Indie Game: The Movie: The Review

It’s difficult, as a gamer, not to get excited about a documentary about videogames, and specifically, the world of indie game development. It’s also easy to be disappointed.

Indie Game: The MovieTo be excited for something is to generate an aura of hype around it that will fail to dissipate on the day that you can finally experience it. In many cases, this leads to disappointment. However, in the case of Indie Game: The Movie, it’s the first time I felt as though I’d been mis-sold by a series of promotional shorts and trailers as to how the finished product would play out before my eyes.

Indie Game: The Movie, for those who don’t know anything about it, is a documentary created by two people (Lisanne Pajot and James Swirsky) that introduces the viewer to the world of indie games – videogames created by small teams of developers without the financial support of a publisher. To be a full-time indie game developer is to put yourself through hell, with no safety net, your reputation constantly on the line, and the task of making everything happen for yourself.

The problem with this definition of an independent game is that the examples used in Indie Game: The Movie, primarily the games Fez and Super Meat Boy, don’t quite fit into this category. Fez‘s development was partially funded by the Canadian government, and a monetary prize that came packaged with an award from the Indie Games Festival – before the game was even released, or properly playable. Super Meat Boy, while lacking external funding, had a publishing deal for Microsoft’s Xbox Live Arcade – a deal all indie developers would be thrilled to get.

Thus, the problem is presented to the viewer early on, if they happen to know anything at all about the scene the documentary claims to cover – is this really the world of the indie? Does this include funded, soon-to-be published games, simply battling with deadlines and marketing issues? Well, no, it doesn’t, and this is why the promotional material that generated so much hype on a personal and international basis is so misleading. Childhood gaming, game jams, game design, iPad ports are all topics covered by the various shorts released by these filmmakers, but almost none of them made it into the documentary itself.

What you’re left with is a smattering of opinions from a couple of games journalists, other indie developers of such financial success that the theme of the struggle disappears for stretches of the piece, and of course the developers of Fez and Super Meat Boy. The problem isn’t the story of these two games and their journey towards release – it’s that the documentary appeared to be aiming to cover the indie scene as a whole, and simply runs with two examples with minimal input from or analysis of anyone or anything else. There is one exception, the most interesting example in the entire film – Jonathan Blow’s Braid.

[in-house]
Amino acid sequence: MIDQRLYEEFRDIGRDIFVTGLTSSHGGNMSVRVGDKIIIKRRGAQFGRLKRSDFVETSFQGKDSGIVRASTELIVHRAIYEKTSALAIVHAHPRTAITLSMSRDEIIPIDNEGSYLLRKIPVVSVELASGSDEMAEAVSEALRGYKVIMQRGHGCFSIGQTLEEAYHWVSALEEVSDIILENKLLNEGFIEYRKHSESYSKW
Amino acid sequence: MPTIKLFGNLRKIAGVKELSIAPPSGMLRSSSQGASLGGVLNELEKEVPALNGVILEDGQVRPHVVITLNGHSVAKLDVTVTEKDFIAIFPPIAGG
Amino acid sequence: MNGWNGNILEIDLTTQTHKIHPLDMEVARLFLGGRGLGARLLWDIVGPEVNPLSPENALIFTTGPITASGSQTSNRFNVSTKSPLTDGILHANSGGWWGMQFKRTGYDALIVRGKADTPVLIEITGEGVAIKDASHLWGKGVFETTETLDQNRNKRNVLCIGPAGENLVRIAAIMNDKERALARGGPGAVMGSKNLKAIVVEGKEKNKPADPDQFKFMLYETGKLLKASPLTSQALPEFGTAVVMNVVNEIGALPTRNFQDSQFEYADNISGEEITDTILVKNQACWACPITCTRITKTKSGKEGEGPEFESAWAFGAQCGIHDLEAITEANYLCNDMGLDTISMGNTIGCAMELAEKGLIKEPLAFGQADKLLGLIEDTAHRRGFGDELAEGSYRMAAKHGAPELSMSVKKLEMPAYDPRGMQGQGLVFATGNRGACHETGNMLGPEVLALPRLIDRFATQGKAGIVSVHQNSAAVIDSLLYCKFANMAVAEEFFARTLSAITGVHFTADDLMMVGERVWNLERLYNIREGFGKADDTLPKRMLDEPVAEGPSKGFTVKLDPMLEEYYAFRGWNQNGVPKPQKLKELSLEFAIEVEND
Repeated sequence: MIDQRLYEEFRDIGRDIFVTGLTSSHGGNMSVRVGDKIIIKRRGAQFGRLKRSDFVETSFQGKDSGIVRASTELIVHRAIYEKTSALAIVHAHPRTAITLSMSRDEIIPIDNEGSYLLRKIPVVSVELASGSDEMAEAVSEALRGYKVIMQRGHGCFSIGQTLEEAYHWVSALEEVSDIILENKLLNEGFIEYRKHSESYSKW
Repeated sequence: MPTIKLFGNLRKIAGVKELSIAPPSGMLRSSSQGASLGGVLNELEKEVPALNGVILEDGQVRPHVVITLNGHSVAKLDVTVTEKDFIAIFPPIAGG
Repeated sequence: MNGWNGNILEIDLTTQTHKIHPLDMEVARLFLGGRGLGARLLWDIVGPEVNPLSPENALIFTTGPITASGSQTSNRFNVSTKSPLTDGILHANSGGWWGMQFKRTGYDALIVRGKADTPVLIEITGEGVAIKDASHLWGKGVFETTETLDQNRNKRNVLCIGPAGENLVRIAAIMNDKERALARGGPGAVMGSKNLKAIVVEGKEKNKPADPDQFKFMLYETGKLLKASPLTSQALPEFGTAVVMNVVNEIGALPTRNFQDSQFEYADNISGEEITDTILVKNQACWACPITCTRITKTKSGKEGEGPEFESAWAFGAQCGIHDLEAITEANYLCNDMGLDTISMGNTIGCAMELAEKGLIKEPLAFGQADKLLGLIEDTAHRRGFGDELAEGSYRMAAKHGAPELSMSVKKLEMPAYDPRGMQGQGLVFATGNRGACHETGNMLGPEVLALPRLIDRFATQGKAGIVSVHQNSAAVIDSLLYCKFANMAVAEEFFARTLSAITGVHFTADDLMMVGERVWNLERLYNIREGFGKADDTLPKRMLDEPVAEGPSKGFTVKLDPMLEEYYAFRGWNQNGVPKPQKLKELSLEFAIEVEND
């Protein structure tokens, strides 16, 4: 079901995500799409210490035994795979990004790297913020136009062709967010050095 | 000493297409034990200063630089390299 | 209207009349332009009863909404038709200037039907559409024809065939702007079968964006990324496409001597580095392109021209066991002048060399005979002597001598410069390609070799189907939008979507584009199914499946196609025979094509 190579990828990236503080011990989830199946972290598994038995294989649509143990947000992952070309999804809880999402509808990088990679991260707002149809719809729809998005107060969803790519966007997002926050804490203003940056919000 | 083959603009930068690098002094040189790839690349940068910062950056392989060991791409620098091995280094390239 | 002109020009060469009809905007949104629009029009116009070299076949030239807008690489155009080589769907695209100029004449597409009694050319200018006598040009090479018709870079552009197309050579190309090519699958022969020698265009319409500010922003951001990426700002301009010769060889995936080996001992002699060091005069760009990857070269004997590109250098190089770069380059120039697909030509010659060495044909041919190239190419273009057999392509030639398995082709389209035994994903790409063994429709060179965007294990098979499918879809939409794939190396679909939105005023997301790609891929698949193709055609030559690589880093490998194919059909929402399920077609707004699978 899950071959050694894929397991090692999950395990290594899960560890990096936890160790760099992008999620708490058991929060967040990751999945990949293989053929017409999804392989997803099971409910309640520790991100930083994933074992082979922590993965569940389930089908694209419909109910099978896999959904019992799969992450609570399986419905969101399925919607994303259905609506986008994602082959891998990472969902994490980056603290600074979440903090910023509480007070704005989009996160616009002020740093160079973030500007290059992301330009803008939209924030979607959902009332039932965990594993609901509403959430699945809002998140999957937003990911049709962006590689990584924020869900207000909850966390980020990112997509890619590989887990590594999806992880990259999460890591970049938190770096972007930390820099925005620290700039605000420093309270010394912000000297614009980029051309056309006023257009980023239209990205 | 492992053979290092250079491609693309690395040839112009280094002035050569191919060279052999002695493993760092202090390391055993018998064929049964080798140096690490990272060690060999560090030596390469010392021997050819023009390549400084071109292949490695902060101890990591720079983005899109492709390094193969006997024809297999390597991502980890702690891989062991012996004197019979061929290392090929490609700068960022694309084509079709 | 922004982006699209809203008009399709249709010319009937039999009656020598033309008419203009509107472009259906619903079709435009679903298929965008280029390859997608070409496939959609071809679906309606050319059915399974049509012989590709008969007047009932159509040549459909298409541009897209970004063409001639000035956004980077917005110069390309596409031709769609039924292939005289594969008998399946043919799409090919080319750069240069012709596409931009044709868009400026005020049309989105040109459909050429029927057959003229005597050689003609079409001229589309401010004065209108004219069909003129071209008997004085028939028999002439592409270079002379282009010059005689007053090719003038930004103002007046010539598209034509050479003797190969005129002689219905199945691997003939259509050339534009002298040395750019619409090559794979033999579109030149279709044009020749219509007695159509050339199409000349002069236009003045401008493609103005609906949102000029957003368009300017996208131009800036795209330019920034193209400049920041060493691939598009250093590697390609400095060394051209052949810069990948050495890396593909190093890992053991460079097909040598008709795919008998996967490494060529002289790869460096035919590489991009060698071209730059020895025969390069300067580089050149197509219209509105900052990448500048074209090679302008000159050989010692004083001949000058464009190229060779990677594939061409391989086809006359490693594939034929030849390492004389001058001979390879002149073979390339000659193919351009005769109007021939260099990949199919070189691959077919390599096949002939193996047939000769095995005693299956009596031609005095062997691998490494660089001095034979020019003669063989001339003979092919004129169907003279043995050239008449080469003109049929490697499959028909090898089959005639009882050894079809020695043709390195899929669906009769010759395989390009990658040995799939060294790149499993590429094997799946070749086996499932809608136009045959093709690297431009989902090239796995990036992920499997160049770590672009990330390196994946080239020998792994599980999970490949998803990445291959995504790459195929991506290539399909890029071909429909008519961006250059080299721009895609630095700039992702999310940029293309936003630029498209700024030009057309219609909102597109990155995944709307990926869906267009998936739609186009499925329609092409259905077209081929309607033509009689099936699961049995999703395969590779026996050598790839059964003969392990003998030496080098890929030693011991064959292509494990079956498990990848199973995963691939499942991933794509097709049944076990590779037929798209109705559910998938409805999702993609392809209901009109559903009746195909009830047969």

A game about heartbreak, time travel, and also a project that put its creator in six-digit debt before making him a millionaire, the story of Braid is worthy a documentary in itself. Its creator is a visionary – known across the industry as someone who appears whenever he is mentioned on the internet, who insists on pushing games further and further into unexplored territory, and who is a divisive figure no matter who you talk to. But he features little in the documentary, because his tale has already concluded, and is of little dramatic value.

Honestly, the tragic woes of Fez and Super Meat Boy are worth the watch, but it’s odd, as someone who plays and makes games, to wonder when exactly you’re going to see more information about the process of design and development, about the difficulties that affect people who aren’t lucky enough to make a deal with Microsoft or have a booth at Penny Arcade’s world-famous PAX games convention. We see little of the people who attend game jams and submit their games to various sites hoping for a Steam deal or some sort of inclusion in the grand scheme of things.

By no means is it worth disqualifying successful developers from the documentary I’d pitch myself, as there are moments when it’s really worth having that level of experience on camera. Edmund McMillen’s talk on how he taught players the controls in Super Meat Boy is a highlight, and interesting whether or not you design and make games yourself. But input from more varied sources would be better.

The filmmakers themselves claim that the documentary will be expanded with three hours of extra footage that they’ll put on a special edition of the film, but it feels like too little, too late. The documentary itself is a surprisingly short eighty minutes, and this makes me wonder if they had to make a decision between showcasing the entire indie game scene, or just focusing on two stories. As it stands, the documentary does indeed educate you on how these developers felt and acted in the run-up to release, but there’s a lot of drama and not a lot of information, which in a documentary strikes me as somewhat odd.

Perhaps the special edition’s features will perform the task of educating through documenting on film, but as it stands currently, Indie Game: The Movie falls short of actually being captivating. Instead it simply reminds us that big companies are careless, indie developers that have incredible opportunities still can’t see the forest for the trees, and that the plight of the little developer without the golden ticket just doesn’t seem as interesting. Feel free to watch it and see for yourself, but it seems like a kick in the teeth to be denied the exciting variety of opinions and insights that the trailer and other promotional materials claimed to offer. Hopefully, Indie Game: The Movie: The Game might be better, if anyone makes it.

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Indie Game: The Movie: The Review, 3.0 out of 5 based on 1 rating